a

Taking on an endurance event is one heck of a challenge, and squeezing hours of training into an already packed schedule can easily lead to sleep falling down your list of priorities.

However, research by the European Journal of Applied Physiology has shown that even one night of sleeplessness can cause a decrease in endurance performance.

But how much sleep should an athlete get? Let’s take a look.

What Happens When We Sleep?

Sleeping may seem effortless, but there’s actually quite a lot going on beneath the surface. If you’re wondering what helps muscle recovery, here’s your answer.

There are two elements that are instrumental to a good night’s sleep, non-rapid eye movement and rapid eye movement (REM). While both are necessary elements, most of our recovery takes part during the REM cycles.

During REM, our bodies produce more growth hormones, which in turn promotes protein synthesis and tissue repair.

All this science may seem a little bit alien for some, so let’s dive a little deeper.

a

How Can Sleep Deprivation Impact Endurance Race Performance?

It Can Increase Exhaustion

We’ve all suffered from the odd bad night’s sleep, and the next day it feels as though every single action is a massive effort.

Well that’s because both mind and body are exhausted, and in turn our perceived level of fatigue is much lower than it would normally be.

In the context of a race, if you’ve been consistently skimping on your sleep, there’s almost no way you’ll be able to keep to your race pace average, and it may even lower your chances of completing the race altogether.

It Contorts How Our Bodies Process Heat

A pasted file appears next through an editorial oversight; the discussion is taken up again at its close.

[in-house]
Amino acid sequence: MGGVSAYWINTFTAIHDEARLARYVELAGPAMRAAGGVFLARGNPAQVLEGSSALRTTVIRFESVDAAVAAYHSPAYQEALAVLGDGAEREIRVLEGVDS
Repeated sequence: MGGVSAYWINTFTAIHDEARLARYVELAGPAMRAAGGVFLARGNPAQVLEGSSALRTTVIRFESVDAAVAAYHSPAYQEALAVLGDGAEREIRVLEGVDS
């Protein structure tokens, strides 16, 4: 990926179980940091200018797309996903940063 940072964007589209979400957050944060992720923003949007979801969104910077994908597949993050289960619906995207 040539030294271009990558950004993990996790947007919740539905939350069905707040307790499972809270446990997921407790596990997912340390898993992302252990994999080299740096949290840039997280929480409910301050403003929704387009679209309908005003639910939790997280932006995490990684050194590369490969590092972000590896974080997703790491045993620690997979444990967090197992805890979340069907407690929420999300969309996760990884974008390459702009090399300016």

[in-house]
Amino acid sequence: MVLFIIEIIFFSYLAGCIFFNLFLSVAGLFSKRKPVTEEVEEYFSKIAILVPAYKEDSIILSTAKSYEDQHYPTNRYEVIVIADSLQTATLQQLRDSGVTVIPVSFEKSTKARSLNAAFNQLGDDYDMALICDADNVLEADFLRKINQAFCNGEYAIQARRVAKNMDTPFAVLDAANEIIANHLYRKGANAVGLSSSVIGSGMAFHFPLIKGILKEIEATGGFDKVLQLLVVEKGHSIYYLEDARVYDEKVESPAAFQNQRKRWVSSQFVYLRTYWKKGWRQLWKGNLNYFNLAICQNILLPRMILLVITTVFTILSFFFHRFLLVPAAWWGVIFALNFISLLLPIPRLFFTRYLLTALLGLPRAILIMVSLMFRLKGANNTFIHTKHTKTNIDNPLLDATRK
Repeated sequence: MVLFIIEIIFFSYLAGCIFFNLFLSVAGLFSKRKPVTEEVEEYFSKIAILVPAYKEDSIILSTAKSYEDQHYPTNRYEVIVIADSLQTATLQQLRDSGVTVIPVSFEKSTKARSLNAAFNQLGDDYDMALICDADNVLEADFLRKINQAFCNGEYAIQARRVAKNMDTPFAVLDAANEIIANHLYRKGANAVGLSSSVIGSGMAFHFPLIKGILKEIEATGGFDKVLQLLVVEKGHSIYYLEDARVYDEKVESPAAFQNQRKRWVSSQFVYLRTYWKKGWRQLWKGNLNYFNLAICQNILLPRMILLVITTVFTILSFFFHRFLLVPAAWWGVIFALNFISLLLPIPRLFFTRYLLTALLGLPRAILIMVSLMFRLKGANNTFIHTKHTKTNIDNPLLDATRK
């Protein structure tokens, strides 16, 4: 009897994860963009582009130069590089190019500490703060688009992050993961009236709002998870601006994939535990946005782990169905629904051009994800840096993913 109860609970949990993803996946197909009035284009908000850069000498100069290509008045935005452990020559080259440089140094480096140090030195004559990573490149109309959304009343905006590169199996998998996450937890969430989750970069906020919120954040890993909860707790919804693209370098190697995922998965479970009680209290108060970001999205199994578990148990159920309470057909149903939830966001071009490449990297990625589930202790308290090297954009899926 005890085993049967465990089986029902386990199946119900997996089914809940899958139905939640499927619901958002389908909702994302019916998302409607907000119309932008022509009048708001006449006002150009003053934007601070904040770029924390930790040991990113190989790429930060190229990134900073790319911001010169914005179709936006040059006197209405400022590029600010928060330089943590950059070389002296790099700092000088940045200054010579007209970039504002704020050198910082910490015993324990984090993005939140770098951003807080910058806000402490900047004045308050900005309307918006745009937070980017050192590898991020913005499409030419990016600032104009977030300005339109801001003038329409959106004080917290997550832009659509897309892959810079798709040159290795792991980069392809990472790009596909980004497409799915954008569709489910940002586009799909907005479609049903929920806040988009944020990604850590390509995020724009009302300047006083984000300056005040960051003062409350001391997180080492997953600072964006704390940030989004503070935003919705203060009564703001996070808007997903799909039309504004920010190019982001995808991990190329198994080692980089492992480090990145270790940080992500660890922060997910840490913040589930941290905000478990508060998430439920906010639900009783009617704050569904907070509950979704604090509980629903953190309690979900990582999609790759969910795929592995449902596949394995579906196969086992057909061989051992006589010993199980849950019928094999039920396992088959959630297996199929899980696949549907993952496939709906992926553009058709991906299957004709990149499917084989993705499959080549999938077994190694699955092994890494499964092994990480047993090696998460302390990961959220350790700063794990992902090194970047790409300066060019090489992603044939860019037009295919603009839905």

Thermoregulation is basically how our body and brain perceives heat.

The study conducted by the American Journal of Physiology found that endurance trained men who had been sleep deprived had a higher internal temperature, but sweat less compared to those who were well rested.

How the body regulates heat is integral to endurance race performance. If the body doesn’t realise its overheating, it can quickly lead to dehydration or fainting, ultimately ruining your chances of competing to your best ability.

Recovery

Even the slightest of injuries can severely impact an endurance athletes training and competition schedule.

I spoke to Wales based triathlon coach Marc Fitzgibbon about just how integral sleep is to endurance race and training recovery.

Capture

“Sleep, and recovery generally, is one of the most overlooked elements of endurance performance. When your body is at rest this is when it recovers, and recovery is the point at which training adaption is made.

Endurance athletes are known for their dedication and the long training hours they put in, but if they don’t get sufficient sleep, then some of that training effort will be wasted!

Endurance athletes should be looking to regularly get between 7 and 8 hours rest, perhaps more at the heaviest point of their training cycle, and ideally a nap during the day as well.

Plus, observing good sleep habits, such as sleeping in a cool, dark room, no TV on, not waking to check your phone etc. can all make a big difference too.”

a

Struggling to Sleep?

Whether you’re an endurance athlete or not, none of us can function without a regular sleep schedule.

If you feel as though you’re at your wits end, then you may want to take a good hard look at your sleeping environment. Is your phone too close to your bed? How long ago did you change your mattress? Should the answer not come quickly to your mind, you may want to think about changing it.

Take a browse at what we have, and hopefully we’ll have you doing triathlons in no time! Capture